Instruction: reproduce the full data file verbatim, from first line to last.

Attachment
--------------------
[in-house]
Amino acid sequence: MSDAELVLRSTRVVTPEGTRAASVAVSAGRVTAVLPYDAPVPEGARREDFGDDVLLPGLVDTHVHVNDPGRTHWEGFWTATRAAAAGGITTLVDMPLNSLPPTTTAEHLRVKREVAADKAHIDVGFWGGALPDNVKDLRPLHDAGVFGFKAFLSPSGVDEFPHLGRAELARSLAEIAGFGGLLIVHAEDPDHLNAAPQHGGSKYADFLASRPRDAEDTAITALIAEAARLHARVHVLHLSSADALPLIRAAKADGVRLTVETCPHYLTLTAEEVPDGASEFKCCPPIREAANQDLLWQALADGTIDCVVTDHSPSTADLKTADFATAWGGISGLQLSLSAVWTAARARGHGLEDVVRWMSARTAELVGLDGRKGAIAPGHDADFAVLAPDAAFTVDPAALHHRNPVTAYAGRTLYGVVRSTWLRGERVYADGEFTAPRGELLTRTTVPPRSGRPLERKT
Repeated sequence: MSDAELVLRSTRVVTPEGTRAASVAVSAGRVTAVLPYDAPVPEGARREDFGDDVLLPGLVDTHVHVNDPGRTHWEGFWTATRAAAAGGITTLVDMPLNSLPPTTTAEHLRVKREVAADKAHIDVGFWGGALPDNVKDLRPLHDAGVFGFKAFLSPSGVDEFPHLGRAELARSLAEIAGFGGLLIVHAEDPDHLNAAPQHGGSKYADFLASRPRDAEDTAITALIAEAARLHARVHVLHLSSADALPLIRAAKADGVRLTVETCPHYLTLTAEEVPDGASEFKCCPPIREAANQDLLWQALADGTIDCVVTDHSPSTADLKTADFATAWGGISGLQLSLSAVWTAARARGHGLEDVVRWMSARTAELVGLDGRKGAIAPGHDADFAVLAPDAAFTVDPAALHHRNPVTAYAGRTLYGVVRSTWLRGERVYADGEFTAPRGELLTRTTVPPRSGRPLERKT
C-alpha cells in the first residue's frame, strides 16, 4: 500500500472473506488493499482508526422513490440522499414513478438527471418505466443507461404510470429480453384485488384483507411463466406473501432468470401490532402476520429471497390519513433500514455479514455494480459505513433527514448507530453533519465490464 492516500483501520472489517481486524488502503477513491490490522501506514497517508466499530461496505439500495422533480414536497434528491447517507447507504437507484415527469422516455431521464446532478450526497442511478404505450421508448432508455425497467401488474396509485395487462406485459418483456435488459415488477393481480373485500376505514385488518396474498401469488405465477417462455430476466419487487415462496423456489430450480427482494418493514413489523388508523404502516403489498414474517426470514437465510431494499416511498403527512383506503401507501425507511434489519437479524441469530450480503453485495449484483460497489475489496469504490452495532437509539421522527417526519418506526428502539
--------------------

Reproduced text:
[in-house]
Amino acid sequence: MSDAELVLRSTRVVTPEGTRAASVAVSAGRVTAVLPYDAPVPEGARREDFGDDVLLPGLVDTHVHVNDPGRTHWEGFWTATRAAAAGGITTLVDMPLNSLPPTTTAEHLRVKREVAADKAHIDVGFWGGALPDNVKDLRPLHDAGVFGFKAFLSPSGVDEFPHLGRAELARSLAEIAGFGGLLIVHAEDPDHLNAAPQHGGSKYADFLASRPRDAEDTAITALIAEAARLHARVHVLHLSSADALPLIRAAKADGVRLTVETCPHYLTLTAEEVPDGASEFKCCPPIREAANQDLLWQALADGTIDCVVTDHSPSTADLKTADFATAWGGISGLQLSLSAVWTAARARGHGLEDVVRWMSARTAELVGLDGRKGAIAPGHDADFAVLAPDAAFTVDPAALHHRNPVTAYAGRTLYGVVRSTWLRGERVYADGEFTAPRGELLTRTTVPPRSGRPLERKT
Repeated sequence: MSDAELVLRSTRVVTPEGTRAASVAVSAGRVTAVLPYDAPVPEGARREDFGDDVLLPGLVDTHVHVNDPGRTHWEGFWTATRAAAAGGITTLVDMPLNSLPPTTTAEHLRVKREVAADKAHIDVGFWGGALPDNVKDLRPLHDAGVFGFKAFLSPSGVDEFPHLGRAELARSLAEIAGFGGLLIVHAEDPDHLNAAPQHGGSKYADFLASRPRDAEDTAITALIAEAARLHARVHVLHLSSADALPLIRAAKADGVRLTVETCPHYLTLTAEEVPDGASEFKCCPPIREAANQDLLWQALADGTIDCVVTDHSPSTADLKTADFATAWGGISGLQLSLSAVWTAARARGHGLEDVVRWMSARTAELVGLDGRKGAIAPGHDADFAVLAPDAAFTVDPAALHHRNPVTAYAGRTLYGVVRSTWLRGERVYADGEFTAPRGELLTRTTVPPRSGRPLERKT
C-alpha cells in the first residue's frame, strides 16, 4: 500500500472473506488493499482508526422513490440522499414513478438527471418505466443507461404510470429480453384485488384483507411463466406473501432468470401490532402476520429471497390519513433500514455479514455494480459505513433527514448507530453533519465490464 492516500483501520472489517481486524488502503477513491490490522501506514497517508466499530461496505439500495422533480414536497434528491447517507447507504437507484415527469422516455431521464446532478450526497442511478404505450421508448432508455425497467401488474396509485395487462406485459418483456435488459415488477393481480373485500376505514385488518396474498401469488405465477417462455430476466419487487415462496423456489430450480427482494418493514413489523388508523404502516403489498414474517426470514437465510431494499416511498403527512383506503401507501425507511434489519437479524441469530450480503453485495449484483460497489475489496469504490452495532437509539421522527417526519418506526428502539